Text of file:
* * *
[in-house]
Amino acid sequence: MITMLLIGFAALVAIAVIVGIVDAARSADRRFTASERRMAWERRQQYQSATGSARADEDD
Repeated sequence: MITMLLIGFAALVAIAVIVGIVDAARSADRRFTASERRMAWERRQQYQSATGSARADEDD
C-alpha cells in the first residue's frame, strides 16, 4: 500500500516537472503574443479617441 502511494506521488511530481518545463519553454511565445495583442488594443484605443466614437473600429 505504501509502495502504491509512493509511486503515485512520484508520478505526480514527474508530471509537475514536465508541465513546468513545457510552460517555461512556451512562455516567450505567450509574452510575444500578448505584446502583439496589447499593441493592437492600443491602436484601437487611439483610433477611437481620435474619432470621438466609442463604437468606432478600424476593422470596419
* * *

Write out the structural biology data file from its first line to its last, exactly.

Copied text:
[in-house]
Amino acid sequence: MITMLLIGFAALVAIAVIVGIVDAARSADRRFTASERRMAWERRQQYQSATGSARADEDD
Repeated sequence: MITMLLIGFAALVAIAVIVGIVDAARSADRRFTASERRMAWERRQQYQSATGSARADEDD
C-alpha cells in the first residue's frame, strides 16, 4: 500500500516537472503574443479617441 502511494506521488511530481518545463519553454511565445495583442488594443484605443466614437473600429 505504501509502495502504491509512493509511486503515485512520484508520478505526480514527474508530471509537475514536465508541465513546468513545457510552460517555461512556451512562455516567450505567450509574452510575444500578448505584446502583439496589447499593441493592437492600443491602436484601437487611439483610433477611437481620435474619432470621438466609442463604437468606432478600424476593422470596419